9 Development of Technology on Nuclear Cycle Backend

9-1 Nuclear Facility Decommissioning and Radioactive Waste Management

Fig.9-1 Development of Nuclear Facilities Decommissioning Technology
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Fig.9-1 Development of Nuclear Facilities Decommissioning Technology

Fig.9-2 Development of Radioactive Waste Management Technology
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Fig.9-2 Development of Radioactive Waste Management Technology

1. Introduction

JAEA is the only organization established by the government for comprehensive R&D on atomic energy, and it now owns more than 200 nuclear facilities: Research Reactors, Reprocessing Plants, Accelerators, etc. In the future, these facilities will be decommissioned after completing their missions. In the 1st Midterm Plan, more than 30 facilities which should be decommissioned now or in the near future are identified.

In addition, low level radioactive wastes have been generated through a variety of JAEA's research activities, and approximately 340 thousand in 200 litter drum are stored in JAEA's site (FY2005).

Nuclear facility decommissioning and radioactive waste management are collectively known as "Nuclear Cycle Backend". It is considered to be a duty of nuclear institution installer or the radioactive waste generator to carry out the tasks of Nuclear Cycle Backend.

Long-term operations and large amounts of fund are needed to carry out Nuclear Cycle Backend. We have estimated that the total cost will be 2 trillion yen over the next 80 years. Therefore, we are carrying out the following R&D aimed at reducing the cost.

2. Development of Decommissioning Technology (Fig.9-1)

The fundamental decommissioning technology has been established based on the experience in dismantling gained during the JPDR decommissioning project etc. When applying the technology to other facilities, it is necessary to improve the technology in consideration of their specific features. Specifically, we are developing dismantling technologies for the "FUGEN" Nuclear Power Station (advanced thermal reactor that is heavy water moderated, light water cooled, and of the pressure tube type), the Uranium Enrichment Plant and the Conversion Facility in Ningyotoge, and the JAERI Reprocessing Test Facility which are suited to the features of these facilities, based on the existing technologies.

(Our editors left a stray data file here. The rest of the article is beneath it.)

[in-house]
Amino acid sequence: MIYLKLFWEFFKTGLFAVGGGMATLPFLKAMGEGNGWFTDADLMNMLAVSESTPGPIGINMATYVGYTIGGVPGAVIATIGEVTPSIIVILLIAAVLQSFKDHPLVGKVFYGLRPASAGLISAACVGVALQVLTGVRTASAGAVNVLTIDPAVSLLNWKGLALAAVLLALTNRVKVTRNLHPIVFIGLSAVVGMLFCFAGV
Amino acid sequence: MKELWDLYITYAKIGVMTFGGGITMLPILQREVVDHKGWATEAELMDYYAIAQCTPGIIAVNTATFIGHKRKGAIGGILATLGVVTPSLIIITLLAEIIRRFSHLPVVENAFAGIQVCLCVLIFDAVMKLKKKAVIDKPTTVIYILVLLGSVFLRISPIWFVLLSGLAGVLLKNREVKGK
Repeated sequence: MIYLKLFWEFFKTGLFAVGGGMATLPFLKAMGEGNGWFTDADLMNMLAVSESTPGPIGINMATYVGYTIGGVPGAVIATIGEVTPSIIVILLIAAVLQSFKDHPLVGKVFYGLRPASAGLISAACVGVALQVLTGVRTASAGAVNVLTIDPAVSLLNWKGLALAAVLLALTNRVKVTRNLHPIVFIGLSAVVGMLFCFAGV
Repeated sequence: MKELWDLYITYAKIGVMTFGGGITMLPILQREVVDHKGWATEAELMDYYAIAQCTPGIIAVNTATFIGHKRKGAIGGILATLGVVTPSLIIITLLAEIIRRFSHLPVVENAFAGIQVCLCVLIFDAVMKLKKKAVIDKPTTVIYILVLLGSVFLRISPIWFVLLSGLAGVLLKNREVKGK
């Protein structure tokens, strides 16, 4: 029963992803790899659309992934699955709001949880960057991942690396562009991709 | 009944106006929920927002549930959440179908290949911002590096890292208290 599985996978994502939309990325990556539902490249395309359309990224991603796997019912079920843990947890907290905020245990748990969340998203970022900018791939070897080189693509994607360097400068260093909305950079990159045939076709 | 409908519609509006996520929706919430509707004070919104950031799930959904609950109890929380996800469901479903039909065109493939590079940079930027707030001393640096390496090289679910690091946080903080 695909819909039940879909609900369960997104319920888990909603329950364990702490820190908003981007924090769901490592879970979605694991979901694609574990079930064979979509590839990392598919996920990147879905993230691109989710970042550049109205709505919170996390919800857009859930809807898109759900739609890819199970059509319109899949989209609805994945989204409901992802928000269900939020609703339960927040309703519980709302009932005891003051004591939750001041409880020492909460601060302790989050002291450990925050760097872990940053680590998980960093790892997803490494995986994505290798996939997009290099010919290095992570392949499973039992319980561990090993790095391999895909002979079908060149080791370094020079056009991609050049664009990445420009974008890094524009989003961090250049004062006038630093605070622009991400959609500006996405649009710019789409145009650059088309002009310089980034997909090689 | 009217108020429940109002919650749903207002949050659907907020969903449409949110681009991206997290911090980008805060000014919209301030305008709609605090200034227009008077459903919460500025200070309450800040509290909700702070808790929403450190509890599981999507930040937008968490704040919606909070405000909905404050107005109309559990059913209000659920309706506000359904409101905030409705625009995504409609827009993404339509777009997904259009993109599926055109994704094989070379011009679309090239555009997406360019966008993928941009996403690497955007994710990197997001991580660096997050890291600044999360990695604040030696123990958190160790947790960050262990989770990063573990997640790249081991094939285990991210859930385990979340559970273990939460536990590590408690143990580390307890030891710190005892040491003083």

A lot of data on dismantling technology and related information have been accumulated through the dismantling activities of the facilities. In order to efficiently carry out the decommissioning of JAEA's facilities in the future, we are developing a computerized decommissioning engineering system which consists of databases including the above decommissioning-related data and evaluation systems such as a system for calculating residual radioactive contamination in the facility.

On the other hand, the Law on nuclear reactor regulations was amended in December 2005, and a clearance system was introduced in the Law. The clearance system is useful for reducing the amount of radioactive waste as well as waste disposal cost. We are developing a computerized clearance level verification evaluation system to easily and efficiently implement clearance.

The above mentioned technologies have been developed or are under development, and will be used for the future decommissioning activities in JAEA.


3. Development of Radioactive Waste Treatment and Disposal Technology (Fig.9-2)

Radioactive Waste is to be treated using a technology appropriate to the radioactivity level and waste characteristics. We are developing the following treatment technologies aiming to reduce the waste management cost: a calcination pre-treatment prior to volume reduction treatment and a decontamination process for waste contaminated with uranium and TRU nuclides.

The waste package, which is prepared by solidification by cement, melting, etc. for final disposal, has to be measured for radioactivity under the regulatory rules for waste disposal. We are developing an easy and rapid radioactivity measurement method to reduce measurement time and cost.

Waste packages are finally disposed of in a near surface repository (with or without engineered barriers), in a sub-surface disposal or in a deep geological repository, depending on its radioactivity. As safety of disposal is judged based on exposure dose assessment, we have been examining factors affecting migration of radionuclides, creating a database and method for the assessment of disposal of radioactive wastes arising from non-nuclear fuel cycle facilities, TRU bearing wastes and uranium bearing wastes.

And we are developing a waste records management system which manages an integrated set of information on radioactive waste in all phases of management from generation to disposal with good traceability of records.


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